After coming to the United States as an established film and stage star in his native England, Rex "Sexy Rexy" Harrison signed a contract with Fox, and in 1946, appeared in "Anna and the King of Siam." Following that film's success, Harrison was cast as the ghost of the salty-but-admirable sea captain, in "The Ghost and Mrs. Muir," adapted from a novel that became quite popular due in large part to gradual word of mouth. Gene Tierney, then at the height of her popularity as one of the studio's major leading ladies, co-starred as widower Mrs. Muir, along with everybody's favourite film cad, George Sanders, as Harrison's potential rival.
According to Joseph Mankiewicz biographer Kenneth Geist (who appears with film head Jeanine Basinger on the DVD's second commentary track), the director had little fondness for the film, but accepted the project to prove he could handle various film genres - in this case a romantic ghost story - as a means to further his newfound career as director in residence at Fox. Geist's comments are fairly brief, and occasionally grouped into a few extended narratives regarding Mankiewicz' resignation from MGM as one of that studio's most reliable producers, and "Muir" as a stable stepping stone to direct his own screenplays. Geist also posits the film's initial popularity with war widows - since widow Mrs. Muir maintains a romance with a man she can never connect with - although Basinger also demonstrates in her lightly academic contributions that the film depicts a woman who seeks and ultimately achieves self-empowerment in a male-dominated society, but at a cost of sublime isolation and loneliness.
Basinger's comments have a more formal sheen - her words are carefully enunciated, and her tone and pacing very slow at times - but her strengths lie in examining the relationships of each character, and she fills in several gaps left by the DVD's other commentary track by giving some background on the film's set designer, costumes, smaller cast members, the film's unsung editor, and "Muir" as one of several successful 1940s ghost films which emphasized character over visual trickery.
The disc's other commentary track is a lot more relaxed, with visual effects supervisor/film historian Gregg Kimble basically giving us an amiable series of historic and technical observations of his favourite movie, ever. Kimble's a natural raconteur, and his personable delivery gives listeners room to laugh at some delightful anecdotes, particularly when he reads actual notes and letters from the once-powerful Breen Office - the censorial body that examined scripts and highlighted naughty bits before granting approval to a film acceptable for General audiences. Kimble also reads out deleted dialogue, scene descriptions, and the remarkable prudery that characterized the Breen Office's fear of things sexual, physical, or unhygienic. (Remember: it took another 13 years before Alfred Hitchcock could show water draining from a toilet bowl.)
In addition to assessing the film's exceptional sets, Kimble offers a nice overview of the Studio System, using "Muir" as an example of sets, décor, locations and filming techniques that were standard during the days of 'assembly line' production. Also given equally generous time on the track is Christopher Husted, manager of composer Bernard Herrmann's estate. Both commentary tracks make repeated nods to Herrmann's intimate orchestral score as being a major asset to the film's enduring popularity, but Husted gives us nice personality sketches of the quixotic composer, including a gem anecdote concerning How To Make Benny Mad (as told by a former studio musician). Many film themes and Herrmann's style are examined with accessible language, plus a brisk career overview from his days scoring radio plays with small orchestras, to "Muir" as a thematic notepad that helped the composer organize ideas for his epic opera "Wuthering Heights." (Both the film score and Herrmann's three hour opera are available on CD.)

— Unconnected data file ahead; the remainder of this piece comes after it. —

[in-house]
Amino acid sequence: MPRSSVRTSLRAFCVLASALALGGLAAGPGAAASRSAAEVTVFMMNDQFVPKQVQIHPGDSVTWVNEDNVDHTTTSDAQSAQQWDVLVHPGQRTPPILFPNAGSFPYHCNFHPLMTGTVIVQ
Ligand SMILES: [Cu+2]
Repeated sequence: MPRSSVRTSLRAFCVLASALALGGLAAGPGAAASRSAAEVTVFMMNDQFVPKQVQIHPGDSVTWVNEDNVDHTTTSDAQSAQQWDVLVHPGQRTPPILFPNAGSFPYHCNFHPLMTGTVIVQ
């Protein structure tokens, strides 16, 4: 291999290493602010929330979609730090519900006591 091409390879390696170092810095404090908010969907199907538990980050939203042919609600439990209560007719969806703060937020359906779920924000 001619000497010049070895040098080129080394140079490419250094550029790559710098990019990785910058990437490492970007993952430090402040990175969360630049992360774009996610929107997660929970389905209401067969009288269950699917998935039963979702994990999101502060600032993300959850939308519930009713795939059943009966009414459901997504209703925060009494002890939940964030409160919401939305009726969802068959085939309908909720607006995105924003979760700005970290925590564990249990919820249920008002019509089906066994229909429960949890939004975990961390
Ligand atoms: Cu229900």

Like other entries in Fox's Studio Classics line, there's a documentary - this time from A&E - on Rex Harrison, which includes interviews with sons Carey and Noel Harrison (the latter lad being the singer who crooned the original "Windmills of Your Mind" from "The Thomas Crown Affair"), author Roy Moseley, and biographer Alexander Walker. In line with A&E's slick production values, the doc spans the actor's childhood, success on the stage and screen, and the many women that peppered his life. There's some interesting archival footage of Harrison playing Henry VIII in the stage version of "Anne of a Thousand Days" in 1949, plus a few clips from a few little-seen, British films. Billy Mumy's narrative tone is extremely polite and measured, avoiding any octaves that offend might fans of Harrison, and though quite suitable for this Biography installment, Mumy's delivery is heavily marred by an insipid musical score that's better confined to a treacly episode of "Oprah."
Finishing off this heavily packed disc are the film's original theatrical trailer - which presents "Muir" as lighthearted romp with witty double-entrendres - and extensive archives: 2 lobby cards, 2 film posters, 18 publicity stills, 90 stills of the film's rich sets, and 44 behind-the-scenes stills, including Tierney grimacing at the camera, and an extremely young Natalie Wood (as Tierney's daughter) holding a director's megaphone.
In 1968, after the film enjoyed a rediscovery by film fans, a television show loosely adapted from the film ran until 1970 (on NBC, and later ABC), starring Hope Lang as Mrs. Muir, Edward Mulhare as the Ghost, with the cottage populated by two children, and a pooch named Scruffy.
© 2003 Mark R. Hasan